But developers were scarred from recessionary losses and limited by skittish lenders unwilling to fund much new construction. As a result, construction of new homes and apartments stalled to a pace that’s at least half of what was considered necessary to house the region’s new workers.
The mismatch means in Long Beach that only roughly 2 percent of apartments are empty, says Spencer Pabst of the Pabst Kinney brokerage. A new rental listing will quickly get two or three applications without those apartment seekers ever seeing the unit.
“If there’s demand, it’s going to increase prices,” Pabst said. “The market for apartment buildings has probably been the hottest asset class in real estate.”
Consider the supply shortfall. In the 2004-07 boom, developers in the L.A.-O.C. area filed permits to build 131,000 resident units, according to the Real Estate Research Council of Southern California. Post-recession, between 2011-14, just 87,000 units were planned — or roughly one unit for every four new jobs.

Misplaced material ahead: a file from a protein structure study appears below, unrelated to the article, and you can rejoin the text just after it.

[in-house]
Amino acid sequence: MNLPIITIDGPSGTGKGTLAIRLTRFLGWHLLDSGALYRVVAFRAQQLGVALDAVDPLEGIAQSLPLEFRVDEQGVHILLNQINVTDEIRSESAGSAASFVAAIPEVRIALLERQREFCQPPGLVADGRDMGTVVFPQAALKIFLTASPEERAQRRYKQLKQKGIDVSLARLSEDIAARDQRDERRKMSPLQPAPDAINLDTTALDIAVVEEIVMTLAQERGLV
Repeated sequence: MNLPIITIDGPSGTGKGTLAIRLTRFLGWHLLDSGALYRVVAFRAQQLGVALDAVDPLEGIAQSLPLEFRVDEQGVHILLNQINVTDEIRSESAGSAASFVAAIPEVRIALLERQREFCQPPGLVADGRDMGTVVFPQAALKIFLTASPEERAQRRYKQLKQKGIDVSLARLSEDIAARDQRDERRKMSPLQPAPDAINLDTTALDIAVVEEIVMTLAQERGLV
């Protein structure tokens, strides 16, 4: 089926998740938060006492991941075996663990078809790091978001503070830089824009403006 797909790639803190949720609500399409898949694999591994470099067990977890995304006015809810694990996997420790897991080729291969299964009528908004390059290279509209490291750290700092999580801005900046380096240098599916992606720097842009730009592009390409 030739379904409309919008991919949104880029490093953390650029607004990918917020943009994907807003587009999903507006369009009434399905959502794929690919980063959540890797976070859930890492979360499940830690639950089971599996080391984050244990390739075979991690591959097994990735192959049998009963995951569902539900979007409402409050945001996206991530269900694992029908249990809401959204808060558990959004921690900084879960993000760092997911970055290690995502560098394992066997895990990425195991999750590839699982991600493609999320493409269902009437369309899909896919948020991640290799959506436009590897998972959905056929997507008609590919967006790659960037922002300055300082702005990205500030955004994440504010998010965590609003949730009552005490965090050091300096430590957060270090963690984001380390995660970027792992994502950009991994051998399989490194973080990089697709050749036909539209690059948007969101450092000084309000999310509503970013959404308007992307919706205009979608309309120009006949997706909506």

The building drop was sharper in the Inland Empire. Before the recession, developers filed 163,000 building permits. After the downturn officially ended, permitting ran at one-fifth of the boom’s pace — just 30,000 units — in 2011-2014.
Thornberg fears the housing crunch is pushing middle-income workers out of the region.
“We’ve ended up with a critical labor shortage in what I’ll call ‘midskill’ jobs,” he said. “Need a machinist or a construction worker? Good luck finding one.”
The regional housing crunch hasn’t abated in the past two years.
Consider that homes have appreciated far faster than local paychecks. That shows up in one measure of home affordability from the National Association of Home Builders, which reflects home gains outstripping raises by at least 5-to-1 in two years.
By the association’s math, just 15.6 percent of homes sold in Los Angeles in the first quarter met “affordable” standards. That’s down from 17.7 percent in 2014.
Orange County affordability fell to 16.2 percent from 17.4 percent. And the Inland Empire, far more affordable at 43.4 percent in 2016’s first three months, is down, too, from 46.8 percent two years ago.
It’s a dilemma that’s nudging the public — especially in the Western U.S. — to think that an affordable roof over their head, owned or rented, might be a dream.